I'll leave aside the entertainment value of reading for now, and maybe come back to that in another week, and just deal with the realm of "non-fiction" for now. Thoreau's comments on our enthusiasm to read newspaper accounts about what happened halfway around the world are well-known, and Postman build on them in "Amusing Ourselves to Death." Johnson's thoughts are similar: what use is abstract reading, if it goes unapplied?
Postman's criterion of "unapplied" is fairly strict: if what we read goes no further than adding fuel to our water cooler conversation, has it done anything? He accepts the value of news reading if we take it a step further and write our government representatives, etc., but if it falls on infertile ground we're better off spending our time doing something else.
You may not be aware of some of the latest controversies, and may not even give a hoot about issues such as gay marriage or whether or not Aristide left Haiti under U.S. threat. But let's say you are aware about these and other issues... That qualifies you to become an informed member of the populace. And your water cooler commentary might cause others to become more informed also.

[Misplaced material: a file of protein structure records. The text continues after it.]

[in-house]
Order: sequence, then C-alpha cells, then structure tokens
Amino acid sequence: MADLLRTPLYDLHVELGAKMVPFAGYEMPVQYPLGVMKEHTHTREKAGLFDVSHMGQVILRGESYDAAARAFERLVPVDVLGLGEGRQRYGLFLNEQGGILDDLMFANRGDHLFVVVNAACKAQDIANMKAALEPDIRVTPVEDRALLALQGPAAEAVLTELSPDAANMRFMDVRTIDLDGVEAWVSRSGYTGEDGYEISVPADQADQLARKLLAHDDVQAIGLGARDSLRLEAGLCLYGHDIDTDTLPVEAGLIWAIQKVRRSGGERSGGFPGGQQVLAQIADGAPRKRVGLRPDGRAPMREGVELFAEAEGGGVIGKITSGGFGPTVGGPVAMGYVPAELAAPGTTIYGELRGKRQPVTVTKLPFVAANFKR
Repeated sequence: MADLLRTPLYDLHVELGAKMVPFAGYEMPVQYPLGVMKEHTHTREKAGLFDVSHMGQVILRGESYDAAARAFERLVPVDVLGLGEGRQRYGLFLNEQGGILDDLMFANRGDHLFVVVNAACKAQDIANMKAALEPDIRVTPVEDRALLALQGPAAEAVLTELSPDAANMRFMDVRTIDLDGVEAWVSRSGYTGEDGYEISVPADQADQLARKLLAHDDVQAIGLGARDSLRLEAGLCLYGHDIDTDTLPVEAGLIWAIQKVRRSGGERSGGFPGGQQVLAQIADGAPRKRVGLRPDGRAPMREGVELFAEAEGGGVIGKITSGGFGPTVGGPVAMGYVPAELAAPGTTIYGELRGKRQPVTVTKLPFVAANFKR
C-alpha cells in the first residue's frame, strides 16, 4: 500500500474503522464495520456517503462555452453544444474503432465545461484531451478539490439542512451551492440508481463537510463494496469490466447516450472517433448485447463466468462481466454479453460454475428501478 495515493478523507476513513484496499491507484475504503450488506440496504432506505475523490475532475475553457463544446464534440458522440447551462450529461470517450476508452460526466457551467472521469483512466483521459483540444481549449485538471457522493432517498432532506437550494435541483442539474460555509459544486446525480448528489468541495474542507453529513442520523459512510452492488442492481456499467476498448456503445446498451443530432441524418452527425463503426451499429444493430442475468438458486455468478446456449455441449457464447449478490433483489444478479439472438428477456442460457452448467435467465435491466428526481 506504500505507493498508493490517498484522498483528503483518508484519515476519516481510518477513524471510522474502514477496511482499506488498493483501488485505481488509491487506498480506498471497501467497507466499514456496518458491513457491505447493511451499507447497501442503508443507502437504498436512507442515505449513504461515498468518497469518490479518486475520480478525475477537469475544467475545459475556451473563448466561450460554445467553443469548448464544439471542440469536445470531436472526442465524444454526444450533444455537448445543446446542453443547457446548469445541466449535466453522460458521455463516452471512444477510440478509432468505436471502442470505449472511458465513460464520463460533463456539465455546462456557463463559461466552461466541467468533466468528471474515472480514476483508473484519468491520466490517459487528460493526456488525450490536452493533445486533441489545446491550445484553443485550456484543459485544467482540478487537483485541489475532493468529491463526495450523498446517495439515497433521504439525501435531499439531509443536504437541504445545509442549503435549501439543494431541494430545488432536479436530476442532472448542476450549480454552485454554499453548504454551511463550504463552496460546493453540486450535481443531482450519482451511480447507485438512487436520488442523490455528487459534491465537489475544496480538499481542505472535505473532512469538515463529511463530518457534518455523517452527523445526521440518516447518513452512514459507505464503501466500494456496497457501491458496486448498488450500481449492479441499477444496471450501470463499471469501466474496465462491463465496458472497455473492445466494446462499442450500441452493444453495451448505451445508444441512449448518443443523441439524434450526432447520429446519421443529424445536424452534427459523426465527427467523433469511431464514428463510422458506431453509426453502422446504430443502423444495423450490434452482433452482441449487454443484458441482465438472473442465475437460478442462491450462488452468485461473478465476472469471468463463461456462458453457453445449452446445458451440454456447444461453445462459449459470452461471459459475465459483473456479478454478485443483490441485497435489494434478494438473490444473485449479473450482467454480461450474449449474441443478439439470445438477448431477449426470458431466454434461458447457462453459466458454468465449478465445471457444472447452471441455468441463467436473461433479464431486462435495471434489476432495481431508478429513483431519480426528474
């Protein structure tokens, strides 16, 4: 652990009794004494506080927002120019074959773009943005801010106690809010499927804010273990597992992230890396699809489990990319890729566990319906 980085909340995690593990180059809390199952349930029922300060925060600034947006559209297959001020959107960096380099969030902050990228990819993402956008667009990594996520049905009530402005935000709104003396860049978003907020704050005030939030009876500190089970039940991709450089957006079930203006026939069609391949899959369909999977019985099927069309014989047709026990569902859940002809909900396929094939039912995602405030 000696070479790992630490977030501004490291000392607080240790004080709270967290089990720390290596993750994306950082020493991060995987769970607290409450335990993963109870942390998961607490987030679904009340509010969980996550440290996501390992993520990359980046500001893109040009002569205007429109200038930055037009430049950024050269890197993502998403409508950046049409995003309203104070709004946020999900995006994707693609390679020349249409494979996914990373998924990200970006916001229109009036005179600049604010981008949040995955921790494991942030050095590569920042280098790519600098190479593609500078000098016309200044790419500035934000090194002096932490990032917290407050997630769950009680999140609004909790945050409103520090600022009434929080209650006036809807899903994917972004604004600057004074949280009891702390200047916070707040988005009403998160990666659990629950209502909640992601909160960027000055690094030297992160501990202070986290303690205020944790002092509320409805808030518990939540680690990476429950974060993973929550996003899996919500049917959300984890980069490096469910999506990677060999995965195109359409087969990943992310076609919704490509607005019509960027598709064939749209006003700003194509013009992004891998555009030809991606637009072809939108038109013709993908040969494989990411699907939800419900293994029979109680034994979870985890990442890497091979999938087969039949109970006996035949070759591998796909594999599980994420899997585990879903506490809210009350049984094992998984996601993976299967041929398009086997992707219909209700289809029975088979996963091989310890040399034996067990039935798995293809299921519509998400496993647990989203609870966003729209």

A citizenry which is oblivious to the goings on in the world is, as they say, ripe for the picking. I can't help but wonder if both this and the previous administration have depended on a sedated, oblivious nation, one which will not care and can be easily fooled. Sometimes it certainly seems as if the press isn't even doing it's job to manage the information, which means that we have to try harder ourselves.
Like the campaign song sang, Don't stop thinkin' about tomorrow.
February 22, 2004:
All quarrels grow more complicated by time, and as they grow more complicated, grow harder to be adjusted.
— Samuel Johnson: Letter to George Strahan (10 October 1782)